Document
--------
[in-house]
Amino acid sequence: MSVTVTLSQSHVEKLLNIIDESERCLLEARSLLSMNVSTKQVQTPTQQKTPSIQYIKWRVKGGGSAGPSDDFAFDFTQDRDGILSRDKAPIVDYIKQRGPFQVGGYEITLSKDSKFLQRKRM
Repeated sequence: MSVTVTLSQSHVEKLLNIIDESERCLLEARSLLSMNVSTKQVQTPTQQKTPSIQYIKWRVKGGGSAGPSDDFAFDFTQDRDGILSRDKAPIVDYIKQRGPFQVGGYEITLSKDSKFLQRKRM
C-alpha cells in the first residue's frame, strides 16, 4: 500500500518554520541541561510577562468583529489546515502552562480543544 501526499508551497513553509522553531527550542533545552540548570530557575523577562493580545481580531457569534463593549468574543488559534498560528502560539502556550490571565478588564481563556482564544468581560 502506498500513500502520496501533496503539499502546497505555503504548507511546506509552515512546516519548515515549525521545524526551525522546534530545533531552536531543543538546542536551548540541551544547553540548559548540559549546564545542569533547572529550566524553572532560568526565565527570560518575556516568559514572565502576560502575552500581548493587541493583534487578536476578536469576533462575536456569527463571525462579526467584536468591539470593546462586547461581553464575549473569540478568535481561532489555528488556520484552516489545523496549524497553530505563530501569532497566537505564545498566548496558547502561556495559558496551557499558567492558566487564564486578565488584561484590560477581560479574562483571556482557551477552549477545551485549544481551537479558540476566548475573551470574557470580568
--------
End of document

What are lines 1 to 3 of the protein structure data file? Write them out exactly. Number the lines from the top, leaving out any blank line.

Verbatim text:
[in-house]
Amino acid sequence: MSVTVTLSQSHVEKLLNIIDESERCLLEARSLLSMNVSTKQVQTPTQQKTPSIQYIKWRVKGGGSAGPSDDFAFDFTQDRDGILSRDKAPIVDYIKQRGPFQVGGYEITLSKDSKFLQRKRM
Repeated sequence: MSVTVTLSQSHVEKLLNIIDESERCLLEARSLLSMNVSTKQVQTPTQQKTPSIQYIKWRVKGGGSAGPSDDFAFDFTQDRDGILSRDKAPIVDYIKQRGPFQVGGYEITLSKDSKFLQRKRM